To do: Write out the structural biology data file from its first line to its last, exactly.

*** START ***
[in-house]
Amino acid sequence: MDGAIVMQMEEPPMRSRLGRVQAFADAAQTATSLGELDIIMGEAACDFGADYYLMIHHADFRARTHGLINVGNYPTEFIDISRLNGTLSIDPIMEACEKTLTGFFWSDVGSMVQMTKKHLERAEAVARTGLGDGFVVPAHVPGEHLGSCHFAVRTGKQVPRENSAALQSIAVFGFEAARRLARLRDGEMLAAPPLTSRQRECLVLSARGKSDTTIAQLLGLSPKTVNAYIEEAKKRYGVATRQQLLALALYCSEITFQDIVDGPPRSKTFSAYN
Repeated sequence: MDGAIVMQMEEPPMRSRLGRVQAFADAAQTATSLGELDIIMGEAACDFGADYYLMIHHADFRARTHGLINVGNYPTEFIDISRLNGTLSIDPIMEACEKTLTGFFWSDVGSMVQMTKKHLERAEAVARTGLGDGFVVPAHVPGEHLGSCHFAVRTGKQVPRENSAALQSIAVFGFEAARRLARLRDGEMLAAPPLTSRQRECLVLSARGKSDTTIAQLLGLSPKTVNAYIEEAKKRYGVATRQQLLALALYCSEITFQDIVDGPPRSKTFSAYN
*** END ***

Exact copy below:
[in-house]
Amino acid sequence: MDGAIVMQMEEPPMRSRLGRVQAFADAAQTATSLGELDIIMGEAACDFGADYYLMIHHADFRARTHGLINVGNYPTEFIDISRLNGTLSIDPIMEACEKTLTGFFWSDVGSMVQMTKKHLERAEAVARTGLGDGFVVPAHVPGEHLGSCHFAVRTGKQVPRENSAALQSIAVFGFEAARRLARLRDGEMLAAPPLTSRQRECLVLSARGKSDTTIAQLLGLSPKTVNAYIEEAKKRYGVATRQQLLALALYCSEITFQDIVDGPPRSKTFSAYN
Repeated sequence: MDGAIVMQMEEPPMRSRLGRVQAFADAAQTATSLGELDIIMGEAACDFGADYYLMIHHADFRARTHGLINVGNYPTEFIDISRLNGTLSIDPIMEACEKTLTGFFWSDVGSMVQMTKKHLERAEAVARTGLGDGFVVPAHVPGEHLGSCHFAVRTGKQVPRENSAALQSIAVFGFEAARRLARLRDGEMLAAPPLTSRQRECLVLSARGKSDTTIAQLLGLSPKTVNAYIEEAKKRYGVATRQQLLALALYCSEITFQDIVDGPPRSKTFSAYN